First Sunday of Lent, 26th February 2023

Matthew 4:1–11
Then Jesus was led up by the Spirit into the wilderness to be tempted by the devil. He fasted for forty days and forty nights, and afterwards he was famished. The tempter came and said to him, ‘If you are the Son of God, command these stones to become loaves of bread.’ But he answered, ‘It is written, “One does not live by bread alone, but by every word that comes from the mouth of God.” ’

Then the devil took him to the holy city and placed him on the pinnacle of the temple, saying to him, ‘If you are the Son of God, throw yourself down; for it is written, “He will command his angels concerning you”, and “On their hands they will bear you up, so that you will not dash your foot against a stone.” ’ Jesus said to him, ‘Again it is written, “Do not put the Lord your God to the test.” ’

Again, the devil took him to a very high mountain and showed him all the kingdoms of the world and their splendour; and he said to him, ‘All these I will give you, if you will fall down and worship me.’ Jesus said to him, ‘Away with you, Satan! for it is written, “Worship the Lord your God, and serve only him.” ’ Then the devil left him, and suddenly angels came and waited on him.


Jesus was led by the Spirit out into the wilderness after his baptism in River Jordan. We are told earlier in the same Gospel, “And when Jesus had been baptized, just as he came up from the water, suddenly the heavens were opened to him and he saw the Spirit of God descending like a dove and alighting on him. And a voice from heaven said, ‘This is my Son, the Beloved, with whom I am well pleased.’ (Matthew 3:16-17)” Reading the two passages together, we begin to wonder about the work of the Spirit. As soon as Jesus had experienced the consolation of the Spirit at his baptism, he was led by the same Spirit out into the wilderness. We may simply ask why consolation is always followed by desolation?

Emerging out from his hidden life, Jesus wanted to make sure that his coming public ministry was exactly his Father’s will of him. Thus, the first thing that Jesus did was going to River Jordan and asking John to baptize him. Can we see how it was different from us nowadays? Steep in the culture of instant gratification, we tend to make hasty decisions based on what we want instead of what God wants from us. It took Jesus 18 years to pray, contemplate and discern about his next move. How much time do we spend to contemplate about our next move? Even when he arrived at a decision, Jesus offered it to God (at his baptism) for confirmation.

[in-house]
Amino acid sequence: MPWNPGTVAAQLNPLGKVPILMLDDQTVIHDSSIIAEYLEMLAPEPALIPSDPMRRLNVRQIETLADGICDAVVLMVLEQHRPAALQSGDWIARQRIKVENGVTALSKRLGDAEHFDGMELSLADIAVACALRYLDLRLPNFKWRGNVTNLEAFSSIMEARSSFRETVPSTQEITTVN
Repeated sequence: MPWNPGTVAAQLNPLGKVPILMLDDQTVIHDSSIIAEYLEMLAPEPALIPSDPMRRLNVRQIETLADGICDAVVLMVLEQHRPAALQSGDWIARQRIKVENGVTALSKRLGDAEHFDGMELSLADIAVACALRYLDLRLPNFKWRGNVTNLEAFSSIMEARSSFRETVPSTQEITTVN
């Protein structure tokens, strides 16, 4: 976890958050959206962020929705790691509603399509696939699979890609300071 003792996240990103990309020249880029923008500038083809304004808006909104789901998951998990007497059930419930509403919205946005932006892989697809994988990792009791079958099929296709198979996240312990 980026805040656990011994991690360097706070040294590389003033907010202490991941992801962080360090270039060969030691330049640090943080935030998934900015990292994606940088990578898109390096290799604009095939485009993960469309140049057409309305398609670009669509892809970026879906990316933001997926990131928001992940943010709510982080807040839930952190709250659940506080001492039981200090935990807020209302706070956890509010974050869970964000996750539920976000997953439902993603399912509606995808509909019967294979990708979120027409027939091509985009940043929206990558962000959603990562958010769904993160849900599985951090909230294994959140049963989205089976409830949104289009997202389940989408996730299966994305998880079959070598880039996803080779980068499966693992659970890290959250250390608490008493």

The consolation that Jesus experienced at the baptism was part of the confirmation of his decision. The other part of the confirmation was found in the desolation of Jesus’ experience in the wilderness. The consolation experienced by Jesus in his baptism and the desolation in the wilderness is the benchmark testing our trust of God in whatever the circumstances we find ourselves in.

Nowadays, our wilderness may be someone or some community, including our own family, who has hurt us so much. Note that Jesus was led by the Spirit in his experiencing of consolation and desolation. And the spirit is God’s love. Thus, it is important to be led by the Spirit into our wilderness. In our prayer, we try to note how my prayer was led by the Spirit.

The three temptations faced by Jesus in the wilderness are in fact three aspects of one temptation not to trust God. We tend to trust ourselves more than trust God because we believe in results and numbers. Each of the temptations offered by the tempter is result-oriented and is the obvious choice of our culture.

We can pray with the three temptations slowly, one at a time, so that we can savour Jesus’ responses and identify with them. The tempter’s temptations are not only for us as individuals, but also for our society and our Church.

In the first week of Lent, we begin our journey with Jesus in the wilderness. Jesus reminds us that if we remain faithful, God will send angels to look after us at the end of our wilderness. Then, we will be back to consolation from desolation, because our God wants us to share His glory and joy. Amen.